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Tuesday, 19 June 2012

So, how much are we really paying?


Where does it stop? On the back of Fair Work Australia's (FWA) announcement of the 2.9% hourly rate increase to come into effect as of July 1, 2012, the infamous Carbon Tax will also be introduced, and retailers are bracing for it. It’s hard to pin point an exact number that will be drawn from businesses back pockets; but it’s plain to see that retail will notice a difference.

Looking at the bigger picture, there’s two ways that retailers will be affected:

  1. Directly – through an increase in running costs (electricity and staff labour costs)
  2. Indirectly – through supplier increases

As a global industry, it’s almost impossible for a retailer to run a one-stop shop; where they create and sell all goods in the same place without any third party suppliers or distribution chains. That’s why the industry, along with the likes of hospitality, can expect to feel the main brunt of these newly imposed costs.

I’m all for employees getting fair wage increases, the issue is the timing and forethought of our politicians in imposing these increases at the same time. This all comes on the back of continued price increases in the cost of operating businesses, something that could have been marginally offset have the federal government honored their commitment to lower company tax to 29%, but alas another broken promise, and who pays, the business owner, the employee and the Australian public.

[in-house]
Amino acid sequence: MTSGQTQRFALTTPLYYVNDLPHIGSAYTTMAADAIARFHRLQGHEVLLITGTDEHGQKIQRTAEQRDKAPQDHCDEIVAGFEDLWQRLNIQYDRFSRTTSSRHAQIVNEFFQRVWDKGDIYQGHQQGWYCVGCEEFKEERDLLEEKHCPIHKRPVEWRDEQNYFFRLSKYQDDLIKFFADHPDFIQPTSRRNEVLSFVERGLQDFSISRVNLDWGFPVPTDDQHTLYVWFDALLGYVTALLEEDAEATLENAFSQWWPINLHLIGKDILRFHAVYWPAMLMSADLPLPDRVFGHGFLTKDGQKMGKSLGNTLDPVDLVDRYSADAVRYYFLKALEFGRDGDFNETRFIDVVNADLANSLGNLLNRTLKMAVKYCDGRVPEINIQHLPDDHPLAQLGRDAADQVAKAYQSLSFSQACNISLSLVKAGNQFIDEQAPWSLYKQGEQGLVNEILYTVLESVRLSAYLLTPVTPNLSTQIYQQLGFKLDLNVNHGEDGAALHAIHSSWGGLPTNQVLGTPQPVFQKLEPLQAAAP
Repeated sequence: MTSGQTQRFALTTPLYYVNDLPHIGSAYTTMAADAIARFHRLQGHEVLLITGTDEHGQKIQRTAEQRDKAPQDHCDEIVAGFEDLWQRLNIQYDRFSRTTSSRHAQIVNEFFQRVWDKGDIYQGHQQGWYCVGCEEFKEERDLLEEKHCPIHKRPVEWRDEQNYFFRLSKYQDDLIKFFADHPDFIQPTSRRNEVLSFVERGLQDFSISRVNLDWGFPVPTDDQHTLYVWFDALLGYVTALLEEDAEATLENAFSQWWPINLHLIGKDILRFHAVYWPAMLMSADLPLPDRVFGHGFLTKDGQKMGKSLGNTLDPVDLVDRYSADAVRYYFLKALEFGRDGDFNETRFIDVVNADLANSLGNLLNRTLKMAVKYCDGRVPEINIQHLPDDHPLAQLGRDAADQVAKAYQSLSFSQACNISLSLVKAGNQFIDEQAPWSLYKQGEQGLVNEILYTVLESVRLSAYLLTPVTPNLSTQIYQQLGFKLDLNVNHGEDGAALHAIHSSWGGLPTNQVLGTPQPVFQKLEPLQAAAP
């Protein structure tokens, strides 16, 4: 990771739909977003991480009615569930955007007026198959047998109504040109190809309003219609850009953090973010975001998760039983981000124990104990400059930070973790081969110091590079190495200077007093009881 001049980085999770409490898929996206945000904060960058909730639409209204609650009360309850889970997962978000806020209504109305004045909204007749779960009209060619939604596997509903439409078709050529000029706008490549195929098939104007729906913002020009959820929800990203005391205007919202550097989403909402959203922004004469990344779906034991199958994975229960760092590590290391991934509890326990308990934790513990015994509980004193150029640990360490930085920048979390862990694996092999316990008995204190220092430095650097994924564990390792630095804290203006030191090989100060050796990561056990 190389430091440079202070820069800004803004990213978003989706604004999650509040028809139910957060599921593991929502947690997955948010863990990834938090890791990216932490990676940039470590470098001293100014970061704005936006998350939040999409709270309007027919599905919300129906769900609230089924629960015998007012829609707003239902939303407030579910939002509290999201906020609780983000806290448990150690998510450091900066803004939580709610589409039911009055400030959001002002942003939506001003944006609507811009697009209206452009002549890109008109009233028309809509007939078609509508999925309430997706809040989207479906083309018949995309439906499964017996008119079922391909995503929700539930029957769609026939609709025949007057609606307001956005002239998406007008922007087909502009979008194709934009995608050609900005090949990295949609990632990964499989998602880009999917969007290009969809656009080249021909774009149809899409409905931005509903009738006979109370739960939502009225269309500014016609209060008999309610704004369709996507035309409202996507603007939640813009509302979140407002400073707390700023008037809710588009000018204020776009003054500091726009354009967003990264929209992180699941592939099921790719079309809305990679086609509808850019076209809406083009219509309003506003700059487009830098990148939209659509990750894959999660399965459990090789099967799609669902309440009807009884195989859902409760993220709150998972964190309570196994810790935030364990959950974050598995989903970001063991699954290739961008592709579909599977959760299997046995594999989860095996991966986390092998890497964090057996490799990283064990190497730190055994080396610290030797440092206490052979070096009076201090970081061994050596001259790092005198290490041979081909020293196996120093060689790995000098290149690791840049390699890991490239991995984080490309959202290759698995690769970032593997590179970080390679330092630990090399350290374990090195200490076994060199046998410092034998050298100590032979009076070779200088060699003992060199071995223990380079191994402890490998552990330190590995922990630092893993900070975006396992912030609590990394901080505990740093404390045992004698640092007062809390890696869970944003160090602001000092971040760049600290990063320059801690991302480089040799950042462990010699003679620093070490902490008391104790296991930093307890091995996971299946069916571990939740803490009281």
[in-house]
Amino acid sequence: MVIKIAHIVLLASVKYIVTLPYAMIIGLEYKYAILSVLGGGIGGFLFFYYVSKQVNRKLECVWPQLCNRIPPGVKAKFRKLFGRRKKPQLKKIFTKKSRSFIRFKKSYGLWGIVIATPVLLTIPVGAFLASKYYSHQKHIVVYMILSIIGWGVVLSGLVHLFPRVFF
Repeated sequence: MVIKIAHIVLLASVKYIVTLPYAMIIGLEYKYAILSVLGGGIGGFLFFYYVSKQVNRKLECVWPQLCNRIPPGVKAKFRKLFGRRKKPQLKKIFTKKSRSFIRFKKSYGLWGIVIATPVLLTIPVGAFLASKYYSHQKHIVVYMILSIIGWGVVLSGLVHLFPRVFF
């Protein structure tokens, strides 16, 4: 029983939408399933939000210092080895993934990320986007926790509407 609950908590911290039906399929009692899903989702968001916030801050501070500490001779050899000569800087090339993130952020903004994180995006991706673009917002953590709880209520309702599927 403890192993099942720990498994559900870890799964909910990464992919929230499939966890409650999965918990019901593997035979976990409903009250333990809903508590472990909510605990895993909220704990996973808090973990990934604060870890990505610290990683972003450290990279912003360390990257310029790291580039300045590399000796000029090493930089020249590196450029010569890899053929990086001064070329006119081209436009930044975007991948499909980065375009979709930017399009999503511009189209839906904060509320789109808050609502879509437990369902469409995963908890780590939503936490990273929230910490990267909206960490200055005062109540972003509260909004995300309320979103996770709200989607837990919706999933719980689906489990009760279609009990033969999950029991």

There are reports of shopping centre giant, Westfield putting a clause into rental agreements in order to onset the cost extra cost to retailers, while being disputed by Julia Gillard, it is  not being denied by Australia’s leading shopping mall business.

Passing the cost to consumers is not an option for retailers as they are still fiercely discounting, reducing costs and managing their margins to ensure that they can keep the doors open and turn a profit – so even a small increase in product cost won’t get a second thought.

In the meantime, new fit outs can prepare by buying energy efficient appliances and fittings while existing locations can introduce procedures that ensure power and waste cutting measurements are put in place.

I’m not saying that the Carbon Tax is a bad idea. Given future planning and the importance of sustainability, it’s inevitable that such a cost will need to implemented globally. But as a significant portion of retailers struggle to keep their doors open, it’s just another slap in the face.

Let’s hope that the consumer is not taken advantage of with the implementation of the carbon tax, last week we were hearing of electricity cost increases of up to 20% due in part to the carbon tax and in part to the rising costs of generating power. Unfortunately we can’t go without electricity and they can charge whatever they like, unlike retailers already feeling the pinch of tight consumer sentiment. There’s no question that all the talk of a carbon tax and the likely impact could well stifle consumer confidence further and this will no doubt have a flow on affect in Retail – Where does it stop?

A few months in to the new tax we’ll have a better idea of the impact on bottom line. Watch this space.

- John Caldwell

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